After 2 1/2 weeks of testimony and several major setbacks, the prosecution has rested its case against former representative Otto E. Passman (D-La.) in the bribery and tax evasion trial taking place in Passman's home town.
Passman, 78, was indicted a year ago on charges of receiving more than $200,000 from Tongsum Park, the millionaire South Korean businessman, in return for pressuring the U.S. and Korean governments into rice sales beneficial to Park. A second indictment charged Passman with failure to pay taxes on the alleged payoffs.
Government prosecutors called 19 witnesses in an attempt to show that Passman, abusing his powerful House appropriations subcommittee chairmanship, took $213,000 in bribes and payments from Park as part of an alleged conspiracy that earned Park over $8.5 million.
Justice Department prosecutors David Scott and Morris Silverstein experienced difficulty in presenting the case, beginning with Park's testimony.
Park, who was on the stand for a week, testified about taking brown manila envelopes full of cash to Passman in the congressman's Washington office. However, Park's memory on the details of payments was vague, and at one point his testimony on two of the bribery counts differed significantly from the indictment.
In order to make its case, the prosecution coupled Park's testimony with his two diaries and ledger, which recounted meetings with Passman, and notations, often in code, of payments to him.
In a lengthy cross-examination, however, Camille F. Gravel Jr., Passman's attorney, attacked the credibility of Park's records.
The prosecution's next most important witness, former representative Richard T. Hanna (D-Calif.), now serving a 16-month sentence for his involvement with Park, was not allowed to testify.
The government had planned to have Hanna corroborate Park's ledger by indicating which payments in the ledger he received from Park.But U.S. District Court Judge Earl Veron sustained a defense objection to Hanna's testimony on the ledger.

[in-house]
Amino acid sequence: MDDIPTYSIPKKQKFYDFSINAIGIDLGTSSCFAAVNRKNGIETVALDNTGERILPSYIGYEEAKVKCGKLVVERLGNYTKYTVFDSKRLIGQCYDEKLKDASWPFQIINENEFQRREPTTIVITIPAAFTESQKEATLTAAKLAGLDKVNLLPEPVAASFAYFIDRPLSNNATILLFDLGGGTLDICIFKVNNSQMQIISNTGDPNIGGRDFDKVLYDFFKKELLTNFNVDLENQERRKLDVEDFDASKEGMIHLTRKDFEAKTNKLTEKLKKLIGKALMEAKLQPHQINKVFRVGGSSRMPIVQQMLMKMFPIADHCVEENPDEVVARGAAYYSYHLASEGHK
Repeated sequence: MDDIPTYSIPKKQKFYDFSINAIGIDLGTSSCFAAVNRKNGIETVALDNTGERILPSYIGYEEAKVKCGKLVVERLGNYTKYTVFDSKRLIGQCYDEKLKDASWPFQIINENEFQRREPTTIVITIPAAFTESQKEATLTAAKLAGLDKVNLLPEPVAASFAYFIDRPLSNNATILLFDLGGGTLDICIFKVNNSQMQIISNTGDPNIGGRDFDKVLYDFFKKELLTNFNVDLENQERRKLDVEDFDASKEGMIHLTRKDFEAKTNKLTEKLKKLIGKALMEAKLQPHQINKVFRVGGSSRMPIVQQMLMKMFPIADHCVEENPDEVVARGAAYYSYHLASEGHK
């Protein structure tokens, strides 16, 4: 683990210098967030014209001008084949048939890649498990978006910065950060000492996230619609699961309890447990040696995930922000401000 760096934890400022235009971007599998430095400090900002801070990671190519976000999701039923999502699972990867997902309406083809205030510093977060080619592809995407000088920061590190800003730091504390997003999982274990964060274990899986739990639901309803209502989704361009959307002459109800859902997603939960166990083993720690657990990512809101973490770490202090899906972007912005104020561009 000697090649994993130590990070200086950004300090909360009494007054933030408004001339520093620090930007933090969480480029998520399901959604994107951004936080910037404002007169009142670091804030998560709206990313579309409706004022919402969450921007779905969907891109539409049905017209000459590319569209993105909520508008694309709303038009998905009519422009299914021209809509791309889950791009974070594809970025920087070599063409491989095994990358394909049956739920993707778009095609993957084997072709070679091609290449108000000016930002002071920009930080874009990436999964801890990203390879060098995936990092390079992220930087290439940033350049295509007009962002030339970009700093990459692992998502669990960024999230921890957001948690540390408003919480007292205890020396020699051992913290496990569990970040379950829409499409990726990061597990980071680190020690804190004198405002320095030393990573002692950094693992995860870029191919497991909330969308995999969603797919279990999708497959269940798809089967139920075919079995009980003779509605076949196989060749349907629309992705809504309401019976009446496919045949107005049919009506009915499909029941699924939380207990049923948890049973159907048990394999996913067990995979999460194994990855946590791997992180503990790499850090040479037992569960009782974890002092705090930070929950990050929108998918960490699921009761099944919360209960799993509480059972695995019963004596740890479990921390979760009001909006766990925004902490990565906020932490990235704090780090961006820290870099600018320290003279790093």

Veron ruled Tuesday that the prosecution could not show the jury a chart summarizing Park's alleged payments to Passman.
Louisiana Gov. Edwin Edwards appeared earlier this week, testifiying that he introduced Passman and Park in 1970 to further his desire to sell Louisiana's rice reserves.
In a surprise move during cross examination, Edwards told defense lawyer Gravel, on leave from the governor's staff, that Park said in 1976 that there were no contributions made to Passman.
Edwards, who received $20 000 from Park during his 1972 gubernatorial bid, testified that he asked Park "especificially if he had any similar dealings with Congressman Passman" during a visit to the Superdome in 1976. Edwards said Park responded that "he wouldn't dare offer" a contribution to Passman.
Asked why he had not told the government about the conversation earlier, Edwards replied, "you never asked me."
Although the prosecutors would not comment on the progress of the trial, one observer noted that the case had "built-in" problems, one of them being Tongsun Park's testimony, which has been disputed in the past.
Hanna, in an interviewed, said that when he pleaded guilty to a conspiracy count last year "everyone was expecting a whole string of indictments," but after watching the Passman trial he feels foolish for not having gone to trial.
Testimony in the Passman trial resumed this afternoon when the defense opened its presentation. Gravel promised to have the case before the jury next week.